Filing 24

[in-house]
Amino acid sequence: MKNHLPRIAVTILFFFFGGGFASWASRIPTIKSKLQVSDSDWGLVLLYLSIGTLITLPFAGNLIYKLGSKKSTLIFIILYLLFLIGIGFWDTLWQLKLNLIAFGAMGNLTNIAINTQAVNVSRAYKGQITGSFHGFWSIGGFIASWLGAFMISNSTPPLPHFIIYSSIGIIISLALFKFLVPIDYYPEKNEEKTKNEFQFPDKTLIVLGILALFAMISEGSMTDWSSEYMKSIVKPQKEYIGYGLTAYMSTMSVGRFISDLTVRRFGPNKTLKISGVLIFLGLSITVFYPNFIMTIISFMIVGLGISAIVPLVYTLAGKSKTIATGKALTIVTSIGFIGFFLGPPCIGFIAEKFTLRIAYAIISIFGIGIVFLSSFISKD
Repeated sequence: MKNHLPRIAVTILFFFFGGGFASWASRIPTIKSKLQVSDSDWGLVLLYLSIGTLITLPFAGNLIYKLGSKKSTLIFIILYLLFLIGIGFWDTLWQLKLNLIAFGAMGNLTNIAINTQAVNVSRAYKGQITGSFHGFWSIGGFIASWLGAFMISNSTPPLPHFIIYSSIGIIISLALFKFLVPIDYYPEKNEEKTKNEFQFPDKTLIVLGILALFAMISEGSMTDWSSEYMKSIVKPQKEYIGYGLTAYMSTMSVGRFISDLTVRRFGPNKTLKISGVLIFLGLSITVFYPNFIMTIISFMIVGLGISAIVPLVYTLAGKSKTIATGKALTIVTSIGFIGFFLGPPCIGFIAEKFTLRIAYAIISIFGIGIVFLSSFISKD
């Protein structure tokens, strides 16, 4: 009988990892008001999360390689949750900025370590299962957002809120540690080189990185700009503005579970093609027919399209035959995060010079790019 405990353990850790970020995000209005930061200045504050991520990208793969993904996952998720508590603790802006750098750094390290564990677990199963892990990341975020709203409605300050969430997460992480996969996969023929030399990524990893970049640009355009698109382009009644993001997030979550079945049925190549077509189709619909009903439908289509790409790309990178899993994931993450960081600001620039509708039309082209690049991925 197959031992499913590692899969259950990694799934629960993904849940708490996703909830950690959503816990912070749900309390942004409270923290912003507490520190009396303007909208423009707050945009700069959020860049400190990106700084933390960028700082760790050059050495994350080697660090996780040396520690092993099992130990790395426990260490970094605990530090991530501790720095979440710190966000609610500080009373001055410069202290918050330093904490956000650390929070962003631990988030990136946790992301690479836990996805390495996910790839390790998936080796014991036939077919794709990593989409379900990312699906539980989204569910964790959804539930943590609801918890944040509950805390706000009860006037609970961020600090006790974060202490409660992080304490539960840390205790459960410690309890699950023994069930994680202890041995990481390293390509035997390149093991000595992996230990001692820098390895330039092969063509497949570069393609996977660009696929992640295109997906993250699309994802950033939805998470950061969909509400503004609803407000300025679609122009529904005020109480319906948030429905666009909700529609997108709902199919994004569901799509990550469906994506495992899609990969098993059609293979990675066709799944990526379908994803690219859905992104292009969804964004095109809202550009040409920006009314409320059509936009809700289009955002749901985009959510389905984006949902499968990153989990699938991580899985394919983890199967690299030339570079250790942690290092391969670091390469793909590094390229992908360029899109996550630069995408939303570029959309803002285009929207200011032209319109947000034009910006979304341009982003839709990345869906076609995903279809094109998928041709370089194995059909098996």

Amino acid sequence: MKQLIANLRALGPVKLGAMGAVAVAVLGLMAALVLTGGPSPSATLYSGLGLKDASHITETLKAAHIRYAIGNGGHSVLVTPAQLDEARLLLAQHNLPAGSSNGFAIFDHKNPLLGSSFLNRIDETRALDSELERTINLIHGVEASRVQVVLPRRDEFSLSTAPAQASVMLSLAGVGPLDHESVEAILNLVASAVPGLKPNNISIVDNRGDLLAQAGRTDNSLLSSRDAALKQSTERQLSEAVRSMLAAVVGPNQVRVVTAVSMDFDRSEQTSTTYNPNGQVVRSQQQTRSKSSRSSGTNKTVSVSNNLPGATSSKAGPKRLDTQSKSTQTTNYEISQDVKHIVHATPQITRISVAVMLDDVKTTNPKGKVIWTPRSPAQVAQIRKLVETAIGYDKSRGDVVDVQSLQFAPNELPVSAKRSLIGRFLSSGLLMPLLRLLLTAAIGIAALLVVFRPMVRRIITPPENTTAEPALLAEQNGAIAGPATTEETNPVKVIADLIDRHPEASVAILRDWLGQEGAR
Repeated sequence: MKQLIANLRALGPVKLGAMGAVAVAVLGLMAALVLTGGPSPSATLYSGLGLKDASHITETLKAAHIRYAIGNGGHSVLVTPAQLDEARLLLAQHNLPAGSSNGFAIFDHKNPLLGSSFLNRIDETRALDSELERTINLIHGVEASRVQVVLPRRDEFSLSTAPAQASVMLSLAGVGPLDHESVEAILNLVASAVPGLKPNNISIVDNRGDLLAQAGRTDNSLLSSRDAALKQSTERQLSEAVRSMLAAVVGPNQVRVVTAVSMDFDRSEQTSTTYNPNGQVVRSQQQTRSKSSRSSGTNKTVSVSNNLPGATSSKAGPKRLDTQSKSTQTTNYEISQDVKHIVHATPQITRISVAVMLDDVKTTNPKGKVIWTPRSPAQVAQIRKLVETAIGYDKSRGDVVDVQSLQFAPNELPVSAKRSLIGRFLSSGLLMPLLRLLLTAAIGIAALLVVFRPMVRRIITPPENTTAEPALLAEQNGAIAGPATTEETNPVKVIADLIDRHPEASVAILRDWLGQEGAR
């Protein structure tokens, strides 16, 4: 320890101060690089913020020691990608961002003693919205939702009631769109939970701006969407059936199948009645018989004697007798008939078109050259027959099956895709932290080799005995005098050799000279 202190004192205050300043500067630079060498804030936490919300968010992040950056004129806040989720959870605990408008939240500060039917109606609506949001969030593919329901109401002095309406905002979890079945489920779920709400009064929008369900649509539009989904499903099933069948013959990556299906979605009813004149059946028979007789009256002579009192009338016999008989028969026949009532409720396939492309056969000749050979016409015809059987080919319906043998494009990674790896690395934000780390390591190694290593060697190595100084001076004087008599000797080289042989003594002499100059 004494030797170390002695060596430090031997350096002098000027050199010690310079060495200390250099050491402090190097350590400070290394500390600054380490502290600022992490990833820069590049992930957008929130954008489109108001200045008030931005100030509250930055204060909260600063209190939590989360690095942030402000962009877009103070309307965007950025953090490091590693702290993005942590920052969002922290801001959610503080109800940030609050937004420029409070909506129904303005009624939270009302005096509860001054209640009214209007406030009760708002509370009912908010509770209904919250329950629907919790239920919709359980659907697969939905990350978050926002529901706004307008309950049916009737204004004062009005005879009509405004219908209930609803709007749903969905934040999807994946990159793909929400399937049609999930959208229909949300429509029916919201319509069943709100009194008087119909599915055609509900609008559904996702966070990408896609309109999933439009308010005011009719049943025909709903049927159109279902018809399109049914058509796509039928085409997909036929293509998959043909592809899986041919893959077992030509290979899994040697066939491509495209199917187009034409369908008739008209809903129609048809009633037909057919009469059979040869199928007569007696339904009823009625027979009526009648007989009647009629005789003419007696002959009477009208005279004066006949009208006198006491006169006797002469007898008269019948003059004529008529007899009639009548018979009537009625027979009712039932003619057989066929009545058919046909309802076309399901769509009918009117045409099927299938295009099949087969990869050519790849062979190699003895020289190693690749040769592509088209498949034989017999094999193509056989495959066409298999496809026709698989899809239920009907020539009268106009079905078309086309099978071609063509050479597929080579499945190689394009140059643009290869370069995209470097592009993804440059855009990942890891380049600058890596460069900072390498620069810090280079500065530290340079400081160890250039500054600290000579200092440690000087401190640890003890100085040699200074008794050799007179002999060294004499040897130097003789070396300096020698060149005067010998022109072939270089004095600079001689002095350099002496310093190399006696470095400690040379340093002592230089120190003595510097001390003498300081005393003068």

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IN THE UNITED STATES DISTRICT COURT FOR THE EASTERN DISTRICT OF PENNSYLVANIA DAVID J. CUSHING, Plaintiff, v. STUDENT LOAN MARKETING ASSOCIATION et al., Defendant. : : : : : : : : McHUGH, J. CIVIL ACTION No. 16-595 SEPTEMBER 27, 2016 MEMORANDUM ORDER This action arises out of a dispute between Plaintiff David Cushing and his federal student loan servicers. Cushing states that Defendants garnished his wages, demanded loan default fees, made “veiled threats” against him, and reported inaccurate information to credit reporting agencies in violation of federal law. He does not identify the person who took each of these actions, does not specify when each action was taken, and does not state the means by which each purported action was taken. Nor does he specify which Defendant did what. Throughout his Amended Complaint, Mr. Cushing broadly claims that he does not owe the debt that Defendants wish to collect from him, but offers no facts supporting this conclusion. Because I have no reason to believe Mr. Cushing’s loan documents are unenforceable, I find that Defendants have acted permissibly under federal law. I therefore DISMISS Mr. Cushing’s Amended Complaint WITH PREJUDICE. I. Defendants Student Loan Marketing Association and Navient have filed a Motion to Dismiss Plaintiff’s First Amended Complaint under Rule 12(b)(6), and Defendant National Enterprise Systems has filed a Motion for Judgment on the Pleadings under Rule 12(c). The standard of review for these motions is the same. See Spruill v. Gillis, 372 F.3d 218, 223 n.2 (3d Cir. 2004). In evaluating a 12(b)(6) or a 12(c) motion, the court must accept a plaintiff’s factual allegations as true and construe the complaint in the light most favorable to him. Phillips v. County of Allegheny, 515 F.3d 224, 233 (3d Cir. 2008). However, the court should ignore any unsupported conclusory statements. DiCarlo v. St. Mary Hosp., 530 F.3d 255, 263 (3d Cir. 2008). Because the allegations in Plaintiff’s Amended Complaint do not suggest illegal activity by Defendants, I will grant Defendants’ Motions to Dismiss. II. Mr. Cushing claims that Defendants’ fee assessment and wage garnishment practices violate 15 U.S.C. §1692f(1), a provision of the Federal Debt Collection Practices Act prohibiting “the collection of any amount (including any interest, fee, charge, or expense incidental to the principal obligation) unless such amount is expressly authorized by the agreement creating the debt or permitted by law.” Mr. Cushing has not pled facts indicating that any Defendant’s wage garnishment attempts or fee calculations were improper. Debt collectors may garnish wages under the procedures outlined in 20 U.S.C. §1095a, and they may assess default fees so long as those fees are permitted by the terms of the original loan agreement. See 15 U.S.C. §1692f. Because Defendants appear to be in compliance with these statutes, Plaintiff has failed to state a claim under the FDCPA. Mr. Cushing also states that Defendants made “veiled threats” against him. If debt collectors engaged in such behavior it is troubling, but without factual allegations about the origin, content, or nature of these threats, this naked assertion cannot constitute a claim for relief. See Morrow v. Balaski, 719 F.3d 160, 165 (3d Cir. 2013); Baraka v. McGreevey, 481 F.3d 187, 195 (3d Cir. 2007). III. Mr. Cushing argues that Defendants violated two provisions of the Federal Credit Reporting Act: 15 U.S.C. §1681s-2(a) and 15 U.S.C. §1681s-2(b). These claims are facially inadequate. Cushing cannot state a claim under §1681s-2(a) because there is no private right of action under this section. See Harris v. PHEAA, No. 16-693, 2016 WL 3473347, at *5 (E.D. Pa. June 24, 2016); Cicala v. Trans Union, LLC, 115 F. Supp. 3d 538, 541 (E.D. Pa. 2015). Moreover, Mr. Cushing has not stated a claim under §1681s-2(b). A §1682s-2(b) claim requires that (1) a plaintiff has contacted a credit reporting agency (CRA) to report a dispute, (2) the CRA has reported the dispute to Defendants, and (3) Defendants have failed to investigate the dispute. See Harris, 2016 WL 3473347, at *6 (citing Parker v. Nationstar Mortgage LLC, No. 15-874, 2015 WL 866499 at *7 (W.D. Pa. Oct. 27, 2015)). Plaintiff does not suggest that he has contacted a CRA or that a CRA has contacted Defendants. Accordingly, he cannot state a claim under §1681s-2(b). IV. Cushing further alleges that Defendants have violated provisions of the Federal Trade Commission Act. No private right of action exists under the FTCA. See 15 U.S.C. §57b(a)(1); Despot v. Allied Interstate, Inc., No. CV 15-15, 2016 WL 4593756, at *5 (W.D. Pa. Sept. 2, 2016); Johnson v. Trans Union, LLC, No. 12-5272, 2013 WL 2182789, at *4 (E.D. Pa. May 21, 2013); Carpenter v. Kloptoski, No. 08-2233, 2010 WL 891825, at * 11 (M.D. Pa. Mar. 10, 2010). Plaintiff’s FTCA claims thus fail as a matter of law. V. This year, the average U.S. college graduate entered the workforce with over $37,000 in student loan debt. 1 Policymakers at all levels of government have declared a student debt crisis, and economists have expounded widely on its potentially devastating impacts. Plaintiff appears to be among the 43% of American borrowers who have fallen behind in paying back their federal student loans, 2 a situation that calls out for legislative relief. There is, however, no cognizable claim for relief under current law. I therefore dismiss Plaintiff’s Amended Complaint with prejudice. /s/ Gerald Austin McHugh United States District Judge 1 Josh Mitchell, Student Debt is About to Set Another Record, But the Picture Isn’t All Bad, Wall Street Journal Blogs, May 2, 2016, (Sept. 20, 2016, 5:01 p.m.). 2 Josh Mitchell, More than 40% of Student Borrowers Aren’t Making Payments, Wall Street Journal Blogs, Apr. 7, 2015, (Sept. 20, 2016, 5:05 p.m.).

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